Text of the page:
There was a time, kids, back in nineteen tickety two, when people sincerely believed in the internet as the great democratising power of the twenty-first century. I, for one, thought it was the Second Coming of the Gutenberg Revolution. But then I’m one of the most naive and optimistic people I know. Gullible maybe, whatever.
Now, in only nineteen tickety three, this promise has gone the way of … well, democracy itself. Just as a concentration of third-estate power has occurred in Thomas Carlyle’s esteemed fourth estate, control of the online knowledge market is coagulating in the cloyingly, sickeningly sweet hands of our dear friend Google.
Sure, there are others (alternatives), but only in the same sense there are alternatives to News Ltd and Fairfax in Australia’s traditional media industry: they’re nominal alternatives, with no real power. Running a successful, independent newspaper in Australia would be much like going into farming against Monsanto in the United States.
The book-industry implications for this trend first dawned on me when I found another puff piece about cultural criticism, this time in the Guardian:“Is the age of the critic over?” Puff piece or not, the precis really got to me:
Critics reflect on how social media, such as Facebook, Twitter and myDigg, fit into the perennial debate on cultural elitism.
How Long Can we Look at Each Other?
It’s that phrase ‘cultural elitism’ that worries me.
I had a bit of a freak out around the time I read this article, when a couple of sinister-looking Web 3.0 technologies burst into my corner of the internet: Google’s Priority Inbox, which sorts your email, and a creepy website called voyURL, a site that turns your browser history into a public timeline much like Twitter’s (if that gets up it will be in the hands of Google in no time).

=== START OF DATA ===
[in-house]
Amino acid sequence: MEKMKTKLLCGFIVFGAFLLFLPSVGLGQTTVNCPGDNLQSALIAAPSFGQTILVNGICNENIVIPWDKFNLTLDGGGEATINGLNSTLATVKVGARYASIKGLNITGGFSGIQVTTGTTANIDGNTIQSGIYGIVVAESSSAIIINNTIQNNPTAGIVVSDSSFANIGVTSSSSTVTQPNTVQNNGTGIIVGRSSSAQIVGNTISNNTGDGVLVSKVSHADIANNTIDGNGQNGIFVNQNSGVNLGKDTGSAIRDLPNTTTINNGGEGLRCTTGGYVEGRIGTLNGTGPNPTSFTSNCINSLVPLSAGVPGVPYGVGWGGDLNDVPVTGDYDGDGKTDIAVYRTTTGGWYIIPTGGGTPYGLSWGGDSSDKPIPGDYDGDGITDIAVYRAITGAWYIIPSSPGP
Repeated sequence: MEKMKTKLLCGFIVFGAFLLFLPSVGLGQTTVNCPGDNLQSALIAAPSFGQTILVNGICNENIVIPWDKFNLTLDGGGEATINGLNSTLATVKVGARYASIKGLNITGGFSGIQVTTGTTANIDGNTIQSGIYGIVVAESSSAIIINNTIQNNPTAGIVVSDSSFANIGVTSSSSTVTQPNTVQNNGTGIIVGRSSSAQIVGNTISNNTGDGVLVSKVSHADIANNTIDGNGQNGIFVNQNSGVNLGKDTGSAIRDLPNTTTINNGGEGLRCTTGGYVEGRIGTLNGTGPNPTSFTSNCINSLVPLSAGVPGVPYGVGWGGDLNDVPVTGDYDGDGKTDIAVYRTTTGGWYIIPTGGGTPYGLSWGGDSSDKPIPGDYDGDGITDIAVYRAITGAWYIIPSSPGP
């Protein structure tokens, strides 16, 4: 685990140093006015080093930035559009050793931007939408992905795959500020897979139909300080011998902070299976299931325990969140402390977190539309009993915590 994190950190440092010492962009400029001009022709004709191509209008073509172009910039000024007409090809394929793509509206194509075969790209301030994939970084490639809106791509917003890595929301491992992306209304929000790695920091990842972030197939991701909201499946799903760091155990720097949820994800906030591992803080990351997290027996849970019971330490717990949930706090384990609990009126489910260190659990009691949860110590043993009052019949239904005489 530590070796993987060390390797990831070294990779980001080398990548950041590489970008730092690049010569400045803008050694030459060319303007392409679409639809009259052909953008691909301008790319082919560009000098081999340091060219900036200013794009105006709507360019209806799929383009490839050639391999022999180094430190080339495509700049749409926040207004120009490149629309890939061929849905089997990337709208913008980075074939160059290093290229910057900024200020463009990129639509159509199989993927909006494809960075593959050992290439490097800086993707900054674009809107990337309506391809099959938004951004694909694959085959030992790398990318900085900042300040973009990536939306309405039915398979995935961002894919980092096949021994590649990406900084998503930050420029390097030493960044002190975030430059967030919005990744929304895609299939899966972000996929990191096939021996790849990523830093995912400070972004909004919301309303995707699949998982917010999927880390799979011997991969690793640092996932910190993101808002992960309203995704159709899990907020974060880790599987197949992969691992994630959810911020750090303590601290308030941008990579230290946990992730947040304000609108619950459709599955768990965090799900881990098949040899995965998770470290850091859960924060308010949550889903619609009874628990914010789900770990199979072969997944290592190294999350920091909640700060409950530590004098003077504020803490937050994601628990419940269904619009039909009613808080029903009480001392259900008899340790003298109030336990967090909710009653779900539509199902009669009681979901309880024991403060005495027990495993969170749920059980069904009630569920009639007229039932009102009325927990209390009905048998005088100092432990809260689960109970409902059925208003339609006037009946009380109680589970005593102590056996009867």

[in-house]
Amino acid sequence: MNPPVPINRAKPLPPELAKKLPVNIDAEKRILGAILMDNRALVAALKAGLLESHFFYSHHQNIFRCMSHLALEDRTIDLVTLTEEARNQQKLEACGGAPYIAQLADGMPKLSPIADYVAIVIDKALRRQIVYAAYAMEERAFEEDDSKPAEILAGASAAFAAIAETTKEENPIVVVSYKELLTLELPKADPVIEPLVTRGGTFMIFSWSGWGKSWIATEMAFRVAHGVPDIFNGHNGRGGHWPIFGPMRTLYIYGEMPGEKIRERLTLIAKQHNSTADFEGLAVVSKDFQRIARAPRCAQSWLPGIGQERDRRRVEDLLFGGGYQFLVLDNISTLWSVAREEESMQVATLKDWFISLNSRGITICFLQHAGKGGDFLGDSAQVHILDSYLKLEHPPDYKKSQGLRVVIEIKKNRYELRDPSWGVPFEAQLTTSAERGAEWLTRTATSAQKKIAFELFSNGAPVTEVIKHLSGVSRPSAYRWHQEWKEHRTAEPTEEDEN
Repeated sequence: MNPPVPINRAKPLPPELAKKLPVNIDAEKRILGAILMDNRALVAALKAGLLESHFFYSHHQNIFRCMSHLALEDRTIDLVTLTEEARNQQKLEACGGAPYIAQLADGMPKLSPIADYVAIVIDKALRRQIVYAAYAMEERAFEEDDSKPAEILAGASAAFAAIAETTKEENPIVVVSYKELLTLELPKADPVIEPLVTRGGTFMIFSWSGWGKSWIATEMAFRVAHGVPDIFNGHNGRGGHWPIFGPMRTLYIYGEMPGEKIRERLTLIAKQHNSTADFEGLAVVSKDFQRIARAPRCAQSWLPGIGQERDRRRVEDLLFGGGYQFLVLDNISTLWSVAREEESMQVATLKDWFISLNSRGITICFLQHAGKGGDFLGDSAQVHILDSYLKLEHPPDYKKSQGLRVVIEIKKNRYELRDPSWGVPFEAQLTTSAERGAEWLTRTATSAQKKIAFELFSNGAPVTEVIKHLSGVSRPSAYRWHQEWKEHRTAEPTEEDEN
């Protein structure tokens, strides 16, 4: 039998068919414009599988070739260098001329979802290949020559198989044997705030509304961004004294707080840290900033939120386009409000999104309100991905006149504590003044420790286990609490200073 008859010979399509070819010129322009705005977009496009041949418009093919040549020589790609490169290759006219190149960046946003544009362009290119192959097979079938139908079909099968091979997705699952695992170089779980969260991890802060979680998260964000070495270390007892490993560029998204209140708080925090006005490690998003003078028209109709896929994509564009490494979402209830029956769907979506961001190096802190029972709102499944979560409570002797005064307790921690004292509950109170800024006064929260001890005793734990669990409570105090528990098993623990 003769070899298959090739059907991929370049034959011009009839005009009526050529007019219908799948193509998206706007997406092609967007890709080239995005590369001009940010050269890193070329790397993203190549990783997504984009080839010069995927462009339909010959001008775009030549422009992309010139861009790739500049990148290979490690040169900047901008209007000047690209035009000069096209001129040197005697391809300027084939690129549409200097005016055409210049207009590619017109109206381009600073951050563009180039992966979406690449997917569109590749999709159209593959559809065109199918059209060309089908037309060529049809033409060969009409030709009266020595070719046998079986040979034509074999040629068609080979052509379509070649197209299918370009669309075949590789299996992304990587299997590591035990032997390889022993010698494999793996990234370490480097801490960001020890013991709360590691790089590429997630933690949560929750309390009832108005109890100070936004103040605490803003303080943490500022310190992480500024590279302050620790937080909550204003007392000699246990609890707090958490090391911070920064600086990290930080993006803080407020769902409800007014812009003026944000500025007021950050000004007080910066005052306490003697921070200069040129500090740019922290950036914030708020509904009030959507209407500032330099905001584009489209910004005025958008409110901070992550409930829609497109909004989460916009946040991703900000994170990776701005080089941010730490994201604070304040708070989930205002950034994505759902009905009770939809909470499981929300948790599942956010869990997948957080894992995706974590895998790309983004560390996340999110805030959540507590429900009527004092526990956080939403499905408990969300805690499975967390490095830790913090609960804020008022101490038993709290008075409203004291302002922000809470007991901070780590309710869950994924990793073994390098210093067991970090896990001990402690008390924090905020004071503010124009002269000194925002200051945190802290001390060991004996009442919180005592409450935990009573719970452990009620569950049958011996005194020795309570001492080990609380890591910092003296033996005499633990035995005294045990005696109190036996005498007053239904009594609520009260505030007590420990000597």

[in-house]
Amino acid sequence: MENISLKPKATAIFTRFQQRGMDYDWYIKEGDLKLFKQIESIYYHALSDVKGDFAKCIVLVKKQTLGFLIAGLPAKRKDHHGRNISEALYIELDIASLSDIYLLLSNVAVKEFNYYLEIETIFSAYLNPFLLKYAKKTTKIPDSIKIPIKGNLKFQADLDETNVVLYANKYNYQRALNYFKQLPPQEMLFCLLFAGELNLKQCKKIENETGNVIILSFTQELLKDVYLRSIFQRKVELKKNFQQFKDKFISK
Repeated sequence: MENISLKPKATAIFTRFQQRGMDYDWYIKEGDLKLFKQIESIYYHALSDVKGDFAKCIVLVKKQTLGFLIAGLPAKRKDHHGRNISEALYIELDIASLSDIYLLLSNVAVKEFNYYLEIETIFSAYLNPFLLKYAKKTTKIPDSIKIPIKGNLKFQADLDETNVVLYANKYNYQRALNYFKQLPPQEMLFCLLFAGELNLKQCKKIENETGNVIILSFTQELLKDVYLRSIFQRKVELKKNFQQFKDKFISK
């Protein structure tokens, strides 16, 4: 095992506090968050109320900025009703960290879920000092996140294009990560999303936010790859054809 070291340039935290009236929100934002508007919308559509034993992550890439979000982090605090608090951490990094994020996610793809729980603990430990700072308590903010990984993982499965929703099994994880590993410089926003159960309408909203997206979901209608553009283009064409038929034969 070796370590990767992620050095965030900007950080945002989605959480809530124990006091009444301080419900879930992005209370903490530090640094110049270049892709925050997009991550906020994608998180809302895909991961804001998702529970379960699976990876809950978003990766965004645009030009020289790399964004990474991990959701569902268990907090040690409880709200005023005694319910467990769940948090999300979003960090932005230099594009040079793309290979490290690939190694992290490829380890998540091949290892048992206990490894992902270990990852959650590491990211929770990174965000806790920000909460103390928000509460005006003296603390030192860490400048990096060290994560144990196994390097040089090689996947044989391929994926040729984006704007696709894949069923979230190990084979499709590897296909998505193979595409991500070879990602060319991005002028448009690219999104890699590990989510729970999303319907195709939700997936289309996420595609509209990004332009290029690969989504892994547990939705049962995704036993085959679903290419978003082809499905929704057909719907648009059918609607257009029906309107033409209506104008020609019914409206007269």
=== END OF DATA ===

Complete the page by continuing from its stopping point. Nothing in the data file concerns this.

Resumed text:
With their fancy algorithm, Google will continue scanning all this data and selling it to advertisers, who will feed us back an approximation of our existing taste, further enabling our predilection for confirmation bias and empowering groups with already significant market share to dominate the advertising feed we consume according to that bias. Information will be delivered to us in the same way: Google even enables you to block results from particular URLs.
This is bound to lead to a concentration of market share and power, and the big guys will muscle out the small producers. Just as Monsanto has muscled out all the small farmers. The book-industry implications of these developments in technology scare the bejebus out of me.
If, in their fight with Google for a monopoly, Amazon gain an ascendancy in the production and distribution of literature to the same extent News Ltd has gained control of the world’s news media, our literature will go the way of our journalism: as meat goes to domesticated dogs – cheap, nasty and homogenised.
The book trade is already geared to service the interests of the few bestsellers published by the few big publishers, just as the agricultural industry is geared by Monsanto for Monsanto. Some of the literature produced in these upper echelons of the publishing industry is great (thought-provoking, challenging, progressive, entertaining, beautifully written, artful, delightful), but many big publishers are pedalling tripe (boring, generic, conservative, woefully written, artless, not delightful at all).
Small producers are producing artful literature, which is important for aesthetic reasons I always have trouble articulating, but you wouldn’t be reading this if you didn’t know those already. The industry importance is clear: these houses are bringing in the new crop – risking it on new talent, developing our future producers. Even this sector is a niche though, with its cliques, elites and cloisters. It’s upsetting, then, you might agree, that the first great enabler of democracy since Gutenberg has begun to fuck out within a couple of years of it beginning to come of age.